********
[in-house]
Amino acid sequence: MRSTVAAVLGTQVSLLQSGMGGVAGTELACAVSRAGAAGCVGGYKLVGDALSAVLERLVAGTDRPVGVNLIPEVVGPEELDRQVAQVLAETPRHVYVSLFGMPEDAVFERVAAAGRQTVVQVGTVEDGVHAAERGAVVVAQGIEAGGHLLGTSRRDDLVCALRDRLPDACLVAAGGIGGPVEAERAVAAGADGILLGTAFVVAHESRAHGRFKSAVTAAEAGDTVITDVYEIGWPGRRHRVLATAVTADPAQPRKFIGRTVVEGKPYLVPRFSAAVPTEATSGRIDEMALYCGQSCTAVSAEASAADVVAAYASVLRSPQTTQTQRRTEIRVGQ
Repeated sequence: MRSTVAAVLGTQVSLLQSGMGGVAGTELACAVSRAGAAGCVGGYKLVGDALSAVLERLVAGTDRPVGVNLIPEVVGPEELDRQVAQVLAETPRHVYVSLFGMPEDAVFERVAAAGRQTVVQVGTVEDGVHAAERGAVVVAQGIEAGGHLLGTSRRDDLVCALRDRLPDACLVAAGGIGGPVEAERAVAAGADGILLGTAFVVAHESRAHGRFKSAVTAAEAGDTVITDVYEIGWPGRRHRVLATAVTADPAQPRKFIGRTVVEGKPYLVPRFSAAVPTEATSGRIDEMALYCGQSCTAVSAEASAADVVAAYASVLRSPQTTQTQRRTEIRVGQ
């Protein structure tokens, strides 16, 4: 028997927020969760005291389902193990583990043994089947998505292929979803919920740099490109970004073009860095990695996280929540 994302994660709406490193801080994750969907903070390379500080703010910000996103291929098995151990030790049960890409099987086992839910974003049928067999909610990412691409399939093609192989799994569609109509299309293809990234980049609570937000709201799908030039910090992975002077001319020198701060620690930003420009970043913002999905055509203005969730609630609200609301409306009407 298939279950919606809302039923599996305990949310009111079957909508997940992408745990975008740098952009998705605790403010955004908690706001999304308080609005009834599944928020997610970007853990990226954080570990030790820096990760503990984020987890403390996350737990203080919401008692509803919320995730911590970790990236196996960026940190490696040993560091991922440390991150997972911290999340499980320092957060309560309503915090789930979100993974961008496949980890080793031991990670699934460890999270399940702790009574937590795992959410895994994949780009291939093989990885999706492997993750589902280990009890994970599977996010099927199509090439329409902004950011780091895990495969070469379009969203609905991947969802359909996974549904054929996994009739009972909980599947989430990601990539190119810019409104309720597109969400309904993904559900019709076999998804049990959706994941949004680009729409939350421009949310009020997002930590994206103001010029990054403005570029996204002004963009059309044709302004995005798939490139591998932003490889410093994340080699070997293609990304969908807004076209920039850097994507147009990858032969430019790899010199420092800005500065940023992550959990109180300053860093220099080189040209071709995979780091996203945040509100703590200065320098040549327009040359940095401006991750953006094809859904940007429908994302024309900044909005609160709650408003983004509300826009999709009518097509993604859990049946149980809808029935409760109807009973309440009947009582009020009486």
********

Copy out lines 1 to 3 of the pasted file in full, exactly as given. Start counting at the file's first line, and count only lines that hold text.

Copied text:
[in-house]
Amino acid sequence: MRSTVAAVLGTQVSLLQSGMGGVAGTELACAVSRAGAAGCVGGYKLVGDALSAVLERLVAGTDRPVGVNLIPEVVGPEELDRQVAQVLAETPRHVYVSLFGMPEDAVFERVAAAGRQTVVQVGTVEDGVHAAERGAVVVAQGIEAGGHLLGTSRRDDLVCALRDRLPDACLVAAGGIGGPVEAERAVAAGADGILLGTAFVVAHESRAHGRFKSAVTAAEAGDTVITDVYEIGWPGRRHRVLATAVTADPAQPRKFIGRTVVEGKPYLVPRFSAAVPTEATSGRIDEMALYCGQSCTAVSAEASAADVVAAYASVLRSPQTTQTQRRTEIRVGQ
Repeated sequence: MRSTVAAVLGTQVSLLQSGMGGVAGTELACAVSRAGAAGCVGGYKLVGDALSAVLERLVAGTDRPVGVNLIPEVVGPEELDRQVAQVLAETPRHVYVSLFGMPEDAVFERVAAAGRQTVVQVGTVEDGVHAAERGAVVVAQGIEAGGHLLGTSRRDDLVCALRDRLPDACLVAAGGIGGPVEAERAVAAGADGILLGTAFVVAHESRAHGRFKSAVTAAEAGDTVITDVYEIGWPGRRHRVLATAVTADPAQPRKFIGRTVVEGKPYLVPRFSAAVPTEATSGRIDEMALYCGQSCTAVSAEASAADVVAAYASVLRSPQTTQTQRRTEIRVGQ